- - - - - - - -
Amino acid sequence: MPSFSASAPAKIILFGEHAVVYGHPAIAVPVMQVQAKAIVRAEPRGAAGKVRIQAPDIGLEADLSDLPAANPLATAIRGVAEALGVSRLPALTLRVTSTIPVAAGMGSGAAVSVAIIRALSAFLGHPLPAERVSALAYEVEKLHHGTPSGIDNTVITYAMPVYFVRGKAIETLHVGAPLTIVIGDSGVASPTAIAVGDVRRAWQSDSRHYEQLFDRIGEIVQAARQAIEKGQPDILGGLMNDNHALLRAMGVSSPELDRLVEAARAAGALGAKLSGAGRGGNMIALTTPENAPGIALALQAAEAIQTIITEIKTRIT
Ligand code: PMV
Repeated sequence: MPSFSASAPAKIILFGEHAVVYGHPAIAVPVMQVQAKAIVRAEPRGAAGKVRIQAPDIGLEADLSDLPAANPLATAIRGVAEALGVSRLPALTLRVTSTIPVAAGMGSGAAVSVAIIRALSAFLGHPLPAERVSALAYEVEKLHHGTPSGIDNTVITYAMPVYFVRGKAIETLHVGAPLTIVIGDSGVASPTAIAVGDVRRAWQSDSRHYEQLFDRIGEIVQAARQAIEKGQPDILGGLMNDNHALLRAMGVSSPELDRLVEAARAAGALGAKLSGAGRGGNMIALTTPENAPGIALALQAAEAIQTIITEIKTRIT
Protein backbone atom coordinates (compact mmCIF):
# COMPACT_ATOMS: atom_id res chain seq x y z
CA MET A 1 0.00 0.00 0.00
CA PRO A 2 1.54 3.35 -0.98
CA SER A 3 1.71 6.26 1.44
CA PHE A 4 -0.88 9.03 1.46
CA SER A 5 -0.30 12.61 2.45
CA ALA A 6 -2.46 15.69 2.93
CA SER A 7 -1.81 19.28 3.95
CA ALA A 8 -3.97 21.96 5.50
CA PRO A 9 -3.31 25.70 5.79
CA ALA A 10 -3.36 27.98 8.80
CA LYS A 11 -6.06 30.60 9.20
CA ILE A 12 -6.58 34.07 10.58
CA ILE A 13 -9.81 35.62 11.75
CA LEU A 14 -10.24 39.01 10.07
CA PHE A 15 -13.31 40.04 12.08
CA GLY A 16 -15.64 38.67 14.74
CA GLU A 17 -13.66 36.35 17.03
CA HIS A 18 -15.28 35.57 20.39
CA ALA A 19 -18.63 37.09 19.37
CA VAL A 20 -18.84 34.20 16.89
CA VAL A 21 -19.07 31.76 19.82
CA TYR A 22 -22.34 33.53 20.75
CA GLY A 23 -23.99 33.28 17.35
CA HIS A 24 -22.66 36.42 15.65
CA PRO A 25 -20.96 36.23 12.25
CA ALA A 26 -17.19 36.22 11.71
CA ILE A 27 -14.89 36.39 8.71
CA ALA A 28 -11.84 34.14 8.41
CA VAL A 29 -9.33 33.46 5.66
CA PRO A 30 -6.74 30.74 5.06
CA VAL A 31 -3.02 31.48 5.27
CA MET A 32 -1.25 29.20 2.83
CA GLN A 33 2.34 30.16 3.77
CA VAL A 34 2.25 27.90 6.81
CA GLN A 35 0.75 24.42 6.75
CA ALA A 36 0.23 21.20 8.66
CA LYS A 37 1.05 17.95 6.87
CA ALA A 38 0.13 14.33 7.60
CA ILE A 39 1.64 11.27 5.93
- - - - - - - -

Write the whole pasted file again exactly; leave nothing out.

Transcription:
Amino acid sequence: MPSFSASAPAKIILFGEHAVVYGHPAIAVPVMQVQAKAIVRAEPRGAAGKVRIQAPDIGLEADLSDLPAANPLATAIRGVAEALGVSRLPALTLRVTSTIPVAAGMGSGAAVSVAIIRALSAFLGHPLPAERVSALAYEVEKLHHGTPSGIDNTVITYAMPVYFVRGKAIETLHVGAPLTIVIGDSGVASPTAIAVGDVRRAWQSDSRHYEQLFDRIGEIVQAARQAIEKGQPDILGGLMNDNHALLRAMGVSSPELDRLVEAARAAGALGAKLSGAGRGGNMIALTTPENAPGIALALQAAEAIQTIITEIKTRIT
Ligand code: PMV
Repeated sequence: MPSFSASAPAKIILFGEHAVVYGHPAIAVPVMQVQAKAIVRAEPRGAAGKVRIQAPDIGLEADLSDLPAANPLATAIRGVAEALGVSRLPALTLRVTSTIPVAAGMGSGAAVSVAIIRALSAFLGHPLPAERVSALAYEVEKLHHGTPSGIDNTVITYAMPVYFVRGKAIETLHVGAPLTIVIGDSGVASPTAIAVGDVRRAWQSDSRHYEQLFDRIGEIVQAARQAIEKGQPDILGGLMNDNHALLRAMGVSSPELDRLVEAARAAGALGAKLSGAGRGGNMIALTTPENAPGIALALQAAEAIQTIITEIKTRIT
Protein backbone atom coordinates (compact mmCIF):
# COMPACT_ATOMS: atom_id res chain seq x y z
CA MET A 1 0.00 0.00 0.00
CA PRO A 2 1.54 3.35 -0.98
CA SER A 3 1.71 6.26 1.44
CA PHE A 4 -0.88 9.03 1.46
CA SER A 5 -0.30 12.61 2.45
CA ALA A 6 -2.46 15.69 2.93
CA SER A 7 -1.81 19.28 3.95
CA ALA A 8 -3.97 21.96 5.50
CA PRO A 9 -3.31 25.70 5.79
CA ALA A 10 -3.36 27.98 8.80
CA LYS A 11 -6.06 30.60 9.20
CA ILE A 12 -6.58 34.07 10.58
CA ILE A 13 -9.81 35.62 11.75
CA LEU A 14 -10.24 39.01 10.07
CA PHE A 15 -13.31 40.04 12.08
CA GLY A 16 -15.64 38.67 14.74
CA GLU A 17 -13.66 36.35 17.03
CA HIS A 18 -15.28 35.57 20.39
CA ALA A 19 -18.63 37.09 19.37
CA VAL A 20 -18.84 34.20 16.89
CA VAL A 21 -19.07 31.76 19.82
CA TYR A 22 -22.34 33.53 20.75
CA GLY A 23 -23.99 33.28 17.35
CA HIS A 24 -22.66 36.42 15.65
CA PRO A 25 -20.96 36.23 12.25
CA ALA A 26 -17.19 36.22 11.71
CA ILE A 27 -14.89 36.39 8.71
CA ALA A 28 -11.84 34.14 8.41
CA VAL A 29 -9.33 33.46 5.66
CA PRO A 30 -6.74 30.74 5.06
CA VAL A 31 -3.02 31.48 5.27
CA MET A 32 -1.25 29.20 2.83
CA GLN A 33 2.34 30.16 3.77
CA VAL A 34 2.25 27.90 6.81
CA GLN A 35 0.75 24.42 6.75
CA ALA A 36 0.23 21.20 8.66
CA LYS A 37 1.05 17.95 6.87
CA ALA A 38 0.13 14.33 7.60
CA ILE A 39 1.64 11.27 5.93